Imagination needs inspiration to bloom.


The Ruins of Us by Keija Parssinen

Growing up in an expatriate family in Saudi Arabia afflicts the main character Rosalie in many ways. She isn't able to find her place when returning to America, and for many years she dreams about the land of the dunes. When, many years later, she meets Abdullah, a Saudi sheik, and moves back to the Kingdom to start a family, she can finally breathe. Furthermore, being the wife of one of the richest men in the world has its advantages and there is nothing missing in her life. However, many years later, Abdullah marries a second wife, and Rosalie wonders how well she really knows her husband and where her real home is.

The book contains many interesting topics, and religion and culture make up a great deal of the story, hidden in causes and reflections, especially regarding the son, Faisal, and his identity struggle that escalates until it involves the whole family. The daughter, Mariam, is a fascinating and inspiring character that deserves much more space.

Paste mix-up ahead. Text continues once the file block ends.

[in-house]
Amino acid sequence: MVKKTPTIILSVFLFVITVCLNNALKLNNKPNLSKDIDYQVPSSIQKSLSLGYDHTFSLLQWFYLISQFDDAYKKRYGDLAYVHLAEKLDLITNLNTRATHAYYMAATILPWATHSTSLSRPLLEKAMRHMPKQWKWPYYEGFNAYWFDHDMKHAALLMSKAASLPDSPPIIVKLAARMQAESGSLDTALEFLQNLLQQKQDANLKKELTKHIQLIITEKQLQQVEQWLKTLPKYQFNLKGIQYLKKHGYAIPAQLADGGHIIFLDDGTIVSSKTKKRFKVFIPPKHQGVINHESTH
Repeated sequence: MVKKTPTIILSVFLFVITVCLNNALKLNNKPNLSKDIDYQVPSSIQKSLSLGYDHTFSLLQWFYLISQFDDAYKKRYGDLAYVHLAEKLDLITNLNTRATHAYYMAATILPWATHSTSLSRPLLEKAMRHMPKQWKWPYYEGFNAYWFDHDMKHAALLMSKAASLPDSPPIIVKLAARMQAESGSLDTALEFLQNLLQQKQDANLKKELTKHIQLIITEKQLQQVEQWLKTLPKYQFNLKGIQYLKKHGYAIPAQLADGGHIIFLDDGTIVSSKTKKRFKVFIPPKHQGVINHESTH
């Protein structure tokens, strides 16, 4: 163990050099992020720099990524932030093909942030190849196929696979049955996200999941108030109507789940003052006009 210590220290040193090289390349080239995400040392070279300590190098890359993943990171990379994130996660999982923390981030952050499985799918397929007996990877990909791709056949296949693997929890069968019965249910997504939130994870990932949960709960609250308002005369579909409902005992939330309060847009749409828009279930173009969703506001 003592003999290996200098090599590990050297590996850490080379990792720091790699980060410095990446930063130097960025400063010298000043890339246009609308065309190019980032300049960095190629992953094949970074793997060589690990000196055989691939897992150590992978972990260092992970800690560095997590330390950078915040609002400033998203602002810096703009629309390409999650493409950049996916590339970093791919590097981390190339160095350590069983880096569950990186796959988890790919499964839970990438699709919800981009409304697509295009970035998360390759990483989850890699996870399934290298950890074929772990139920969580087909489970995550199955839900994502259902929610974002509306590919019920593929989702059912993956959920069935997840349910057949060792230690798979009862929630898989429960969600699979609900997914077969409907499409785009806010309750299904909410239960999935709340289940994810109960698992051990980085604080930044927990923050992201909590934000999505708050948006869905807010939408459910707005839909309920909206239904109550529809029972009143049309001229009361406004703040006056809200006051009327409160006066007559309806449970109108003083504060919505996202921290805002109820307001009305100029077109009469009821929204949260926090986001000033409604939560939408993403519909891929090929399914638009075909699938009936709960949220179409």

An important theme is the view of right and wrong, something that is influenced and decided by surrounding elements. Another recurring topic is prejudices, and their lack of meaning, between nations. Somehow, the book would be richer if not fulfilling some of them, though. The writing is colorful but inconsistent and repetitive. The story could have been so much more. Parssinen gets carried away and the outcome is weaker than the beginning. 

Parssinen, born in Saudi Arabia and growing up in an expatriate family, shares many similarities with the main character, Rosalie, but never moved back to Saudi Arabia as an adult. She, as well as Rosalie, longed for the Kingdom and writing about it was her way of copying with it.

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